subito con forza [U.K. premiere]
Piano Concerto No.4, in G, Op.58 [cadenzas: Saint-Saëns]
Symphony No.3 “avec orgue” in C minor, Op.78
Benjamin Grosvenor (piano)
Anna Lapwood (Royal Albert Hall organ)
Sir Mark Elder
Reviewed by: Peter Reed
Reviewed: 7 September, 2021
Venue: Royal Albert Hall, London
Sir Mark Elder and the Hallé in London for the Proms had the feeling of a royal progress. The Royal Albert Hall was packed, including the arena, the Proms ‘buzz’ was like business as usual, and the concert itself achieved a palpable sense of lift-off. They started with a big percussive bang – the UK premiere of subito con forzs by Unsuk Chin. The South Korean composer, who has lived in Berlin for many years, is one of the grandes dames of contemporary music, and her work covers a huge spectrum of imagination and sheer brilliance. A BBC co-commission with the Köln Philharmonie and Royal Concertgebouw, Amsterdam, subito con forza missed its 2020 premiere intended to celebrate Beethoven’s 250th birthday year. As the title suggests, the five-minute piece is an explosion of Beethovenian gestures, among them the gruff opening of Coriolan and a snatch of grandeur from the Emperor, filtered and wildly distorted through Chin’s subversive orchestration. It was fist-shaking stuff, with what I took as a brief tinnitus-like whine of stillness, alluding to Beethoven’s deafness.
Then the real Beethoven stepped out in an immensely inward and poetic performance of the Piano Concerto No.4, with Benjamin Grosvenor at his most subtle and communicative. I like to think that I know how this concerto will go from the soloist’s opening chord, and, as Grosvenor placed it with a natural, door-opening finesse, high hopes were justified. There was a similar unselfconscious inevitability to the piano’s ‘official’ entry, and you just couldn’t fault his graceful moulding of discursive passage-work into point-making statement. Both he and Sir Mark were completely alive as to who deferred to whom, as to who discreetly slips into the driving seat, always aware of how the music characterises and regroups like a choreographed conversation, while the Hallé played its part with consummate elegance. Even more persuasive was Grosvenor’s carefully graded, Fury-taming diminuendo in the Andante, balanced by that strange efflorescence of anxiety just before the Rondo’s slightly reflective vivace. To anticipate the final work, Grosvenor used Saint-Saëns’s cadenzas, which didn’t exactly gel with the poetry of the whole performance. There was an encore, Liszt’s Gnomenreigen, which was as good a way off Mount Parnassus as any.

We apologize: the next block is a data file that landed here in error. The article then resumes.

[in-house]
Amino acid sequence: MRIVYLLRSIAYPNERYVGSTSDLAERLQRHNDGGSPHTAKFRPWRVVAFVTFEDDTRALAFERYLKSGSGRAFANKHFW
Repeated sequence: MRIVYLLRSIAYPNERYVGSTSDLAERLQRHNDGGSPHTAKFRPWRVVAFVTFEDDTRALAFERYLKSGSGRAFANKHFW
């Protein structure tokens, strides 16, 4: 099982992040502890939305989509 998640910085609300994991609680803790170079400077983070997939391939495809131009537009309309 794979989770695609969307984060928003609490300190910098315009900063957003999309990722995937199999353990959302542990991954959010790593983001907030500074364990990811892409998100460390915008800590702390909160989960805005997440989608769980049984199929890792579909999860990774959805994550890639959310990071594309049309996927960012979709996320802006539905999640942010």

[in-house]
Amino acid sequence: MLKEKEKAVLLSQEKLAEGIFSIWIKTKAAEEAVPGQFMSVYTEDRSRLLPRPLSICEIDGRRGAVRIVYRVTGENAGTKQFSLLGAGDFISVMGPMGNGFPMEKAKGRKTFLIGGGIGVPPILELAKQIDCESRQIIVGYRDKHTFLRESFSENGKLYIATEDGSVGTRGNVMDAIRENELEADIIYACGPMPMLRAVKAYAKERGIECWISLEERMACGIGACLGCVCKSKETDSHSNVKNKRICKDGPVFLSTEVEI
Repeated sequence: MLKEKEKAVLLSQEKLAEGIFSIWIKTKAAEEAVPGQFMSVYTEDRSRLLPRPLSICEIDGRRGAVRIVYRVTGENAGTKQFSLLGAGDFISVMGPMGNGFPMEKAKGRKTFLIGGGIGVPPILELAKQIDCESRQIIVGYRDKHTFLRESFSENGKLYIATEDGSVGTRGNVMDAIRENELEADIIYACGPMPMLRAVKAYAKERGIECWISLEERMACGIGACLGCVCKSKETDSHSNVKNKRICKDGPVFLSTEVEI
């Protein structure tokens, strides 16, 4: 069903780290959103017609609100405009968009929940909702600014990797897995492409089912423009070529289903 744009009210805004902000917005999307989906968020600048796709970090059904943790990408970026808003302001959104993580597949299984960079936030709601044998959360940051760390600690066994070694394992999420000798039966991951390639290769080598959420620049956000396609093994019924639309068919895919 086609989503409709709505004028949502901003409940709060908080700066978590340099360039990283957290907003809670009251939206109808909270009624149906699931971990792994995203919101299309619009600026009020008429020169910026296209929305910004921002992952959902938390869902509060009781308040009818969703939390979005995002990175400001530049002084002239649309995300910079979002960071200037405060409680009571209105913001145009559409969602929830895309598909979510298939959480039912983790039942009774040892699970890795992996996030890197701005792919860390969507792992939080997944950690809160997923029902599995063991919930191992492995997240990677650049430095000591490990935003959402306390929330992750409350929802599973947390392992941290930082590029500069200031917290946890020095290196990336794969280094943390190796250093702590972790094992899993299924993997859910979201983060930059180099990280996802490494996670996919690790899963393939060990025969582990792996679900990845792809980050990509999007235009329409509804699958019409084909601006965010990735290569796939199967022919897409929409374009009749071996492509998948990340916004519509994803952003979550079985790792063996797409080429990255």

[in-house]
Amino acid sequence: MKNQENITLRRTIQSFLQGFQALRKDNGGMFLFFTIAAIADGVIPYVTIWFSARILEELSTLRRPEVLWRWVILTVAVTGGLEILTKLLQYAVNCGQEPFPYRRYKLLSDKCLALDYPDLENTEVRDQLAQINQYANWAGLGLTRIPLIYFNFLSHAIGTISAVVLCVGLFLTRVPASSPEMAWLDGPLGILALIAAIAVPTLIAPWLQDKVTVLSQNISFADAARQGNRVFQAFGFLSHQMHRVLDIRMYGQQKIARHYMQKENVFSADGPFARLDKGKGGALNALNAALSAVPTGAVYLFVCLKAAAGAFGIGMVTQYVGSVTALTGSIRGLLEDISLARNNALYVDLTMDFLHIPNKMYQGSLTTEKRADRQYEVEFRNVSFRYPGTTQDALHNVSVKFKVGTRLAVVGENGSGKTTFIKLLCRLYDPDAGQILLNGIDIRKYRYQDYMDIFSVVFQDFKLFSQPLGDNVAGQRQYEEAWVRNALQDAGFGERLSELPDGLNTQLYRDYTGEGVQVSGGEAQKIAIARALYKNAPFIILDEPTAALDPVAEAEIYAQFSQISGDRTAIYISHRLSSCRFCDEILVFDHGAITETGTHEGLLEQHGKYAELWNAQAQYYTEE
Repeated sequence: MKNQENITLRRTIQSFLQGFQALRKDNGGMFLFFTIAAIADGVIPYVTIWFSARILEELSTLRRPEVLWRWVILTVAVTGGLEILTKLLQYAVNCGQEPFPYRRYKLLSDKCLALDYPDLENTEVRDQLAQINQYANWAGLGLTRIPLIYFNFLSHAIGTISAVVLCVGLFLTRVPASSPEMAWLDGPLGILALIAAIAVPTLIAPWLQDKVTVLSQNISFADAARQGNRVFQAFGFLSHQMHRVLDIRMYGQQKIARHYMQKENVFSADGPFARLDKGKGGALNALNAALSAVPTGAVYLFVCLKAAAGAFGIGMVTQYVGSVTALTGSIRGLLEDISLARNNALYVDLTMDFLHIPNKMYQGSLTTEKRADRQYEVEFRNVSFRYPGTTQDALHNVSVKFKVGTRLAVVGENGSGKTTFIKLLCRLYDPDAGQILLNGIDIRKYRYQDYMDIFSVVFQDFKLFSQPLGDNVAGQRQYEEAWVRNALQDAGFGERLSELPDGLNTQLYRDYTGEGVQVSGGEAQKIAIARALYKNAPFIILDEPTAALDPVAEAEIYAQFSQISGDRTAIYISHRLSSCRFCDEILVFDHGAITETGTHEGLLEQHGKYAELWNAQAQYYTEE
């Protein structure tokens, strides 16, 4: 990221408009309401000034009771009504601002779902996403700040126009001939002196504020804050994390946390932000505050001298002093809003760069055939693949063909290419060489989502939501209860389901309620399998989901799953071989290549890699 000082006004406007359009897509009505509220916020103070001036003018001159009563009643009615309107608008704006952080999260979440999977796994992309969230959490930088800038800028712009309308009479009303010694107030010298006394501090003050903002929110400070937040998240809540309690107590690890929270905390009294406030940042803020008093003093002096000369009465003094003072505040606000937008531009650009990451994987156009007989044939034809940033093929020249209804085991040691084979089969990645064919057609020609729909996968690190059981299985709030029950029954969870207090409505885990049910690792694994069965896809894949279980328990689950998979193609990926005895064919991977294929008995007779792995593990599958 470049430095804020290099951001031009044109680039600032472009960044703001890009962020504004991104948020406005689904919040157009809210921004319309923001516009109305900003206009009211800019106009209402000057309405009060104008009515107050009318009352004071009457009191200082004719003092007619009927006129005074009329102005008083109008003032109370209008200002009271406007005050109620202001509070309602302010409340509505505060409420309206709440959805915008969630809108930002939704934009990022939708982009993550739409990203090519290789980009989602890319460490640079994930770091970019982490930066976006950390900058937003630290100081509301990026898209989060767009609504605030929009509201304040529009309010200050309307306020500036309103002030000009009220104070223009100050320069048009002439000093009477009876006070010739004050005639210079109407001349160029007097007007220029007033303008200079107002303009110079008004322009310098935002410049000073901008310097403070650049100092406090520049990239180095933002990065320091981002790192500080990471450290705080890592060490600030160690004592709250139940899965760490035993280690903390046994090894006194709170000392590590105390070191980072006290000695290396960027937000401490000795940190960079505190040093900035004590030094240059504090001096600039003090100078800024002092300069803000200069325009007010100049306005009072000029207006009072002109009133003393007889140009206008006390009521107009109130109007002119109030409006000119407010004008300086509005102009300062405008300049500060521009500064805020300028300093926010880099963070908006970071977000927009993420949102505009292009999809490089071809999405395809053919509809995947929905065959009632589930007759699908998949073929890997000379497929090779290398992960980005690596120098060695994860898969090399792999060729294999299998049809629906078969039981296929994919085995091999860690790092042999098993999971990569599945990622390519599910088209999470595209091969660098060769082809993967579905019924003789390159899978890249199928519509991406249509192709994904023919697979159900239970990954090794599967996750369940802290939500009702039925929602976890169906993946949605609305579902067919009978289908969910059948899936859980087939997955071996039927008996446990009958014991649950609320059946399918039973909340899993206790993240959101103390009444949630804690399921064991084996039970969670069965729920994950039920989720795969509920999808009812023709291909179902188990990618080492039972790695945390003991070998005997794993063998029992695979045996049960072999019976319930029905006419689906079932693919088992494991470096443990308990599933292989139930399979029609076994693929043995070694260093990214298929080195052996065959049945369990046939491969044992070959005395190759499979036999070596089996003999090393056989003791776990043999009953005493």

Some of the audience were disappointed not to be obliterated by the organ’s mighty blast of C major marking the move into the Finale of Saint-Saëns’s “avec orgue” Third Symphony. It was certainly ff but not fff – in the score it is marked modestly as f – and, as it turned out, very much part of Elder’s integrated view of the work, a great symphony that gives us lofty Lisztian bombast, a very Gallic brand of nobilmente, ravishing tunes that guide the listener with impeccable clarity, and equally ravishing orchestration that hints at impressionist effects but prefers a gin-clear luminosity, in all of which the Hallé players didn’t drop a stitch. The organ’s role in the gravity-defying Adagio was as finely balanced as I have heard it, and one could hear every detail of the woodwinds’ chattering semi-quavers in the first movement. If anything, the Radio 3 recording heightens the dynamic contrasts and moments of meditative serenity, and for sheer brilliance the piano role in the Scherzo and the Finale was unbeatable. With Sir Mark guiding the Symphony to a magnificent close, this was a great and coherent performance.